#MeToo’s awkward side effects

Hey, speaking of social media, how’s the dating climate at Facebook and Google, supposed beacons of empowerment and bold progressive cultural change? “Employees are only allowed to ask a co-worker out once,” the Journal reports. “If they are turned down, they don’t get to ask again. Ambiguous answers such as ‘I’m busy’ or ‘I can’t that night,’ count as a ‘no,’ said Heidi Swartz, Facebook’s global head of employment law.”

But . . . what if you really are busy? What if you actually can’t that night, but would like to do it another time, but you forgot to add that part, or simply wanted to be asked again? What if you are a rare devotee of the slightly crazed 1990s dating handbook The Rules, and you refuse to accept a Saturday-night date after a Wednesday? What if you would like to present a sense of mystery or are slightly undecided? What if your impressions of the asker change over time? What if you date people only after they’ve proved their persistence by standing outside your window passionately lofting an old-school boom box playing “In Your Eyes” like John Cusack did in Say Anything? (It is 2018, so do not try this in real life. You will probably get arrested.)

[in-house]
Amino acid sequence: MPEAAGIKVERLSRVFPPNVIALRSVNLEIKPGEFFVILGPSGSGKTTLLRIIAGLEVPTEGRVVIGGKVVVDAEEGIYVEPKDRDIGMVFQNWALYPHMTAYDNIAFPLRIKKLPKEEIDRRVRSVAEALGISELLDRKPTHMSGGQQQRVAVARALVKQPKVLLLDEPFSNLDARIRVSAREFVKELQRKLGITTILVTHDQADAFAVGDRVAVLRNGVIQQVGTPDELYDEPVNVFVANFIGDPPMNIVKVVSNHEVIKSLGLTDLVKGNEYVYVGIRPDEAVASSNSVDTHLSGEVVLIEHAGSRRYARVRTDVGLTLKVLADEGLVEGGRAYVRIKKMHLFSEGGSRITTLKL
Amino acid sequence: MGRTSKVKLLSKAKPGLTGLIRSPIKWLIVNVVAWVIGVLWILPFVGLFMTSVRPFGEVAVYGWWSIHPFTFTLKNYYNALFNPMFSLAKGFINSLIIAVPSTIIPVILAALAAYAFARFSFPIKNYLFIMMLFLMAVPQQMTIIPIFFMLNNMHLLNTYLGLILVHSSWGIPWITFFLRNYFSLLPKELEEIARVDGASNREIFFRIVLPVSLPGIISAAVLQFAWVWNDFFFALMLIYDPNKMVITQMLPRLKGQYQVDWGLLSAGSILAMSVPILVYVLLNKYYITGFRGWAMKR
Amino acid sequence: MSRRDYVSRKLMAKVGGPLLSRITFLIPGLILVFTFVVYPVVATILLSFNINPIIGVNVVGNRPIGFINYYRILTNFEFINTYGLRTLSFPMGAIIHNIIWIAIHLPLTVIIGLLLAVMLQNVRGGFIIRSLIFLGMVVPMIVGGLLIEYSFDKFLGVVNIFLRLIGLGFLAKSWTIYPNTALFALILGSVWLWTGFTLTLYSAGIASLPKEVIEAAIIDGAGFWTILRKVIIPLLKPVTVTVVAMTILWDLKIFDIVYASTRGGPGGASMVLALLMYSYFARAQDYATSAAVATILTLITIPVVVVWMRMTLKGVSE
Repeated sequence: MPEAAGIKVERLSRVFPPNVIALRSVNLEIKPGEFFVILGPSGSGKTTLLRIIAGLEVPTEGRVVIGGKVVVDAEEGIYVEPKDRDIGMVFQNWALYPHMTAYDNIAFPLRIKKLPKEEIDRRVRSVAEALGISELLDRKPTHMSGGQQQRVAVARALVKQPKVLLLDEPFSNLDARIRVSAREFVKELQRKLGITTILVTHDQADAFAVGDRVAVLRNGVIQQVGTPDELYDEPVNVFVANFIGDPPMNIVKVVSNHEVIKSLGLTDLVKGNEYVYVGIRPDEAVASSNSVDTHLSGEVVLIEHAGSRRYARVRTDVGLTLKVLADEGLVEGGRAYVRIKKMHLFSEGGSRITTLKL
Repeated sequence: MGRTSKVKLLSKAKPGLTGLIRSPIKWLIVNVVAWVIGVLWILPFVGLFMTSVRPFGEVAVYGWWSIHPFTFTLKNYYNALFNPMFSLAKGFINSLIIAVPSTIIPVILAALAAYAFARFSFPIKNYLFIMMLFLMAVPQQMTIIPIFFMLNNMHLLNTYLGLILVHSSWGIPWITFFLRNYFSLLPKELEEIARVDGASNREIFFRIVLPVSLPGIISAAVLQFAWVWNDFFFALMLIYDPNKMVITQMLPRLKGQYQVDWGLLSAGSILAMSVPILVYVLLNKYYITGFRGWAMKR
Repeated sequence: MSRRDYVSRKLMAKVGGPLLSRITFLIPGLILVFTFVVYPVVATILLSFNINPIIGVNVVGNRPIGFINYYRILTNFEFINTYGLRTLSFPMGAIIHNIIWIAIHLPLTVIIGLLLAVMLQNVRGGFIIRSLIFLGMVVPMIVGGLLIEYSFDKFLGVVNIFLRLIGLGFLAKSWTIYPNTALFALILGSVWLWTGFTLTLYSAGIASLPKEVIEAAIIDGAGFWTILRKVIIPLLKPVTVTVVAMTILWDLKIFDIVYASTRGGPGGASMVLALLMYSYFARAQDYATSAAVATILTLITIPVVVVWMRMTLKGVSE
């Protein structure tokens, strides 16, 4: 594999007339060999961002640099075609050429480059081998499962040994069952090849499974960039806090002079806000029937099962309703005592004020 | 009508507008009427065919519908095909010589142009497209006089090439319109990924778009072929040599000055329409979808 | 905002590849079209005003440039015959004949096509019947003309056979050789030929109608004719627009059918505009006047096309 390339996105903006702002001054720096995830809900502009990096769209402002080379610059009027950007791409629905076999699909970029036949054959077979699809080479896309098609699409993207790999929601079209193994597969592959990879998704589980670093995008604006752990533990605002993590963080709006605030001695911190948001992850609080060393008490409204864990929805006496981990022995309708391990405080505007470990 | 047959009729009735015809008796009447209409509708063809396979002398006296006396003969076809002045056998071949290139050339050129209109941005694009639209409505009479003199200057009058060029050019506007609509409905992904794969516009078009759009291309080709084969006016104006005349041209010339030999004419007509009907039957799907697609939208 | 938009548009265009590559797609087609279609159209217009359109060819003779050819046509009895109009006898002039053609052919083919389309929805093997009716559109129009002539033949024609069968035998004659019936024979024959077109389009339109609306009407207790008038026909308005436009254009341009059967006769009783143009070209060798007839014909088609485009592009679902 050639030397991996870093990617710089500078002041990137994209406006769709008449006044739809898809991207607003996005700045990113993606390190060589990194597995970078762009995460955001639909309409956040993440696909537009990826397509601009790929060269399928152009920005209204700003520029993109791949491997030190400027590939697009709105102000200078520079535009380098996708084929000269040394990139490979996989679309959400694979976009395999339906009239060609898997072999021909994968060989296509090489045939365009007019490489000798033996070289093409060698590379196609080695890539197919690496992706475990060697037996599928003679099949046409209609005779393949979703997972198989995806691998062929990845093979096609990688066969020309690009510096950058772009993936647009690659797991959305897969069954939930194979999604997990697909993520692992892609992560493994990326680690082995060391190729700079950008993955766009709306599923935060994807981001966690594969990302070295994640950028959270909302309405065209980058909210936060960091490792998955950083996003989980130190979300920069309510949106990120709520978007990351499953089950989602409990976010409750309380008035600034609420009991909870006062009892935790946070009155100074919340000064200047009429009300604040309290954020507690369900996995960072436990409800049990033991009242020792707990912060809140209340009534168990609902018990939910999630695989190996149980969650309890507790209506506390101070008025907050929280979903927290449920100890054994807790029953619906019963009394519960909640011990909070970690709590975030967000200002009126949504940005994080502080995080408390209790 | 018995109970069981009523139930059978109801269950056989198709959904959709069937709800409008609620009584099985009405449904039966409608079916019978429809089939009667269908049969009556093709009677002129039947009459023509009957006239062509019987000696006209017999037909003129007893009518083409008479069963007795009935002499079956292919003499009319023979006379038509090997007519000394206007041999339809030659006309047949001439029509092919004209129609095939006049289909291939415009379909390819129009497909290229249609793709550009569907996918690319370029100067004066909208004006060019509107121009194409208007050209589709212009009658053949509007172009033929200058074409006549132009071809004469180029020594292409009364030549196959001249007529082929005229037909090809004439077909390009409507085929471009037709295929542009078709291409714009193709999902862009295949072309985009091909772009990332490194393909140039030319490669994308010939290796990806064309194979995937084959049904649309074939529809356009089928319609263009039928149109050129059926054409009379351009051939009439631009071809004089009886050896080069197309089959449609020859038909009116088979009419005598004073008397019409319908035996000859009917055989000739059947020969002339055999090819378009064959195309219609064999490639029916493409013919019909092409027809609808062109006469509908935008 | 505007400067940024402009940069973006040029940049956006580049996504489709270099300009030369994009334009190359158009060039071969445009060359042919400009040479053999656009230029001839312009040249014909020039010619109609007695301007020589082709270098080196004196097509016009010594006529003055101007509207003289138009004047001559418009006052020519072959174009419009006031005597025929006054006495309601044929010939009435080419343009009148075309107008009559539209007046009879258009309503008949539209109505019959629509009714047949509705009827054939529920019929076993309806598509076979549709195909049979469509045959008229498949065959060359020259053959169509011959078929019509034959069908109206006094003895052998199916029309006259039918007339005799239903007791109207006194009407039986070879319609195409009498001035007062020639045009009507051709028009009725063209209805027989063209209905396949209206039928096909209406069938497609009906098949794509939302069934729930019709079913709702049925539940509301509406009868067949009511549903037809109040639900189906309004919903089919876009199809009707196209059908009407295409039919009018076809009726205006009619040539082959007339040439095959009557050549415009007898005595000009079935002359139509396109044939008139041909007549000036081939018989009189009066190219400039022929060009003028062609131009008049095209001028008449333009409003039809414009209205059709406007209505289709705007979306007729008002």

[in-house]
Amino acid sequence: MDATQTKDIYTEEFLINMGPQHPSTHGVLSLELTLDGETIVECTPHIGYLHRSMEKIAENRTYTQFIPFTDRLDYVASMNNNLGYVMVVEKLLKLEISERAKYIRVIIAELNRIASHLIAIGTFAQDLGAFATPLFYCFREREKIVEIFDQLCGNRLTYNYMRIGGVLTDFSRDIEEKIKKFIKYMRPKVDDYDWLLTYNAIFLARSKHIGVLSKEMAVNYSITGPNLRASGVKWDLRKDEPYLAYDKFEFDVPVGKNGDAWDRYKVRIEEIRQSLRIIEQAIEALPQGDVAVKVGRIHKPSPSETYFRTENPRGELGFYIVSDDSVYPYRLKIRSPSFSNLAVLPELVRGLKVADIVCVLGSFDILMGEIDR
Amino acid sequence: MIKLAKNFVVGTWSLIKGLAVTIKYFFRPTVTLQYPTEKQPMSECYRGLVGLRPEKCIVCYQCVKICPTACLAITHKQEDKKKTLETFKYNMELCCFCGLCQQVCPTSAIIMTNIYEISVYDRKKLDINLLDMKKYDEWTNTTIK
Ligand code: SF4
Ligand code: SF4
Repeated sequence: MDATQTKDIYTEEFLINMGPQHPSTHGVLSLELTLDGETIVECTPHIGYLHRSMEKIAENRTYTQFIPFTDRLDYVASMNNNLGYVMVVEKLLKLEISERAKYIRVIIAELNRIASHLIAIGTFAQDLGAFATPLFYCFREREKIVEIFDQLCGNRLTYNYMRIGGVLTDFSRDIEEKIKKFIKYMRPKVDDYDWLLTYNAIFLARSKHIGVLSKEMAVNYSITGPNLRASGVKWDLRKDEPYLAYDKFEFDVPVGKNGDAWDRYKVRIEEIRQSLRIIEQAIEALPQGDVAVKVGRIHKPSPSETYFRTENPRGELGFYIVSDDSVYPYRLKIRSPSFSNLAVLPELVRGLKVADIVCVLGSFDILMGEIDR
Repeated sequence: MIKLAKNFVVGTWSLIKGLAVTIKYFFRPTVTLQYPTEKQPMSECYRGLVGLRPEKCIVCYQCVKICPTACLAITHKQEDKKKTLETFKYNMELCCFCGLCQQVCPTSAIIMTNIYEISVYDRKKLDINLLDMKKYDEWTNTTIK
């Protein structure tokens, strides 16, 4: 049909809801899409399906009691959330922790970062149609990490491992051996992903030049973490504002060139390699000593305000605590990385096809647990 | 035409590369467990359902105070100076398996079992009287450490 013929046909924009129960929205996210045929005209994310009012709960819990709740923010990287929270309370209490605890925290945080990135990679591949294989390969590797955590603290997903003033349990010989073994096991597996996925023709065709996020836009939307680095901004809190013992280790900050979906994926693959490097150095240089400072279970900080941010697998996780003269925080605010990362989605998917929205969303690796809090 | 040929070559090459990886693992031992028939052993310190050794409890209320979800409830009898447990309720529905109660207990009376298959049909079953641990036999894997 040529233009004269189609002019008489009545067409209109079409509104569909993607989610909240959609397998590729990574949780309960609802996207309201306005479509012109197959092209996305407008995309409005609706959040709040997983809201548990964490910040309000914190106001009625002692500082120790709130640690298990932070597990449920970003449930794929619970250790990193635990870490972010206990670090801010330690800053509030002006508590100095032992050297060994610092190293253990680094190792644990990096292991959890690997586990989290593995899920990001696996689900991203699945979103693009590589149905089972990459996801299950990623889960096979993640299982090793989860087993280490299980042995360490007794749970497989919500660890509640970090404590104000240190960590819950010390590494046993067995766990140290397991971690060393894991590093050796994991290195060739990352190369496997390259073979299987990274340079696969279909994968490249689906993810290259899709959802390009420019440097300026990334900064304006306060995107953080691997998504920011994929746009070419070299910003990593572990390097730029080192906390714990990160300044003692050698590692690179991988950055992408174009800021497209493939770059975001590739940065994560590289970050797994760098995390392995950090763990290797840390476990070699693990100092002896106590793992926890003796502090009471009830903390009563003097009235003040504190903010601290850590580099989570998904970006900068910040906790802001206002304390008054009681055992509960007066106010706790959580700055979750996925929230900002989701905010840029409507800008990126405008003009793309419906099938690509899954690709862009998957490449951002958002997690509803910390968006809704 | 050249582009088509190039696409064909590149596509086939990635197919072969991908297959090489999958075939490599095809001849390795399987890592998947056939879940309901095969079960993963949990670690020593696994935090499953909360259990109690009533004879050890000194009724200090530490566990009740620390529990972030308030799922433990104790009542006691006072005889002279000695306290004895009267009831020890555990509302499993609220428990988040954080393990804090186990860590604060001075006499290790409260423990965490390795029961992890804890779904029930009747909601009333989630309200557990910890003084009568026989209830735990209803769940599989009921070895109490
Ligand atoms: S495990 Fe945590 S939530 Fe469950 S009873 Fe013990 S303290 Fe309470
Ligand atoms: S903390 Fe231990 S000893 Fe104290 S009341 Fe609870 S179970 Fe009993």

Let’s face it: This is all kind of weird. In this worldview, which developed long before #MeToo, everything must be spelled out, contract-like, businesslike, and brisk. There is no room for error or nuance — the stakes are far too dangerous and high! Moreover, for those most deeply entrenched in the current movement, the previous paragraph might sound wildly problematic. How dare one presume that a woman might be on the fence, or that she might actually be a normal, well-functioning adult who can somehow avoid spiraling into mute terror over a second date request? How can we possibly expect an adult to personally judge when behavior crosses a line?